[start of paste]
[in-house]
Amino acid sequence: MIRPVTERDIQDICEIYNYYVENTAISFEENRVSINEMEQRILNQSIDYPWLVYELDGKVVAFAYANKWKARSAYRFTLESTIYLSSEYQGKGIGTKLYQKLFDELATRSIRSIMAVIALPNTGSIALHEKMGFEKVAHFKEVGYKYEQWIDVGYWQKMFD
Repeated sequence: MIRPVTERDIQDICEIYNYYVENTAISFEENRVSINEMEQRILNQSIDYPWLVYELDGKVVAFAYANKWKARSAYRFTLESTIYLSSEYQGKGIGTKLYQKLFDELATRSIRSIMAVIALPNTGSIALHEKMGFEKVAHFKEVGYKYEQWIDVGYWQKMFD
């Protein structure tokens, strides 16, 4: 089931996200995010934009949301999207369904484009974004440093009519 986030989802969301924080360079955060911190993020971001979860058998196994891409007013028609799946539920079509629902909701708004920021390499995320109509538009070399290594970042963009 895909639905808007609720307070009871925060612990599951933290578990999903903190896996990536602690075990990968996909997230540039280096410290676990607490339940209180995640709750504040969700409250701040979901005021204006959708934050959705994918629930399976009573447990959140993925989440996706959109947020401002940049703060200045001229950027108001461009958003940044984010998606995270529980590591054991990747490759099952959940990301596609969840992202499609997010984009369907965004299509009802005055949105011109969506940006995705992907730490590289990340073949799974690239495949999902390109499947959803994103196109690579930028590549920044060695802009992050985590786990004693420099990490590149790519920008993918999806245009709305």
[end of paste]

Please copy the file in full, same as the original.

[in-house]
Amino acid sequence: MIRPVTERDIQDICEIYNYYVENTAISFEENRVSINEMEQRILNQSIDYPWLVYELDGKVVAFAYANKWKARSAYRFTLESTIYLSSEYQGKGIGTKLYQKLFDELATRSIRSIMAVIALPNTGSIALHEKMGFEKVAHFKEVGYKYEQWIDVGYWQKMFD
Repeated sequence: MIRPVTERDIQDICEIYNYYVENTAISFEENRVSINEMEQRILNQSIDYPWLVYELDGKVVAFAYANKWKARSAYRFTLESTIYLSSEYQGKGIGTKLYQKLFDELATRSIRSIMAVIALPNTGSIALHEKMGFEKVAHFKEVGYKYEQWIDVGYWQKMFD
């Protein structure tokens, strides 16, 4: 089931996200995010934009949301999207369904484009974004440093009519 986030989802969301924080360079955060911190993020971001979860058998196994891409007013028609799946539920079509629902909701708004920021390499995320109509538009070399290594970042963009 895909639905808007609720307070009871925060612990599951933290578990999903903190896996990536602690075990990968996909997230540039280096410290676990607490339940209180995640709750504040969700409250701040979901005021204006959708934050959705994918629930399976009573447990959140993925989440996706959109947020401002940049703060200045001229950027108001461009958003940044984010998606995270529980590591054991990747490759099952959940990301596609969840992202499609997010984009369907965004299509009802005055949105011109969506940006995705992907730490590289990340073949799974690239495949999902390109499947959803994103196109690579930028590549920044060695802009992050985590786990004693420099990490590149790519920008993918999806245009709305």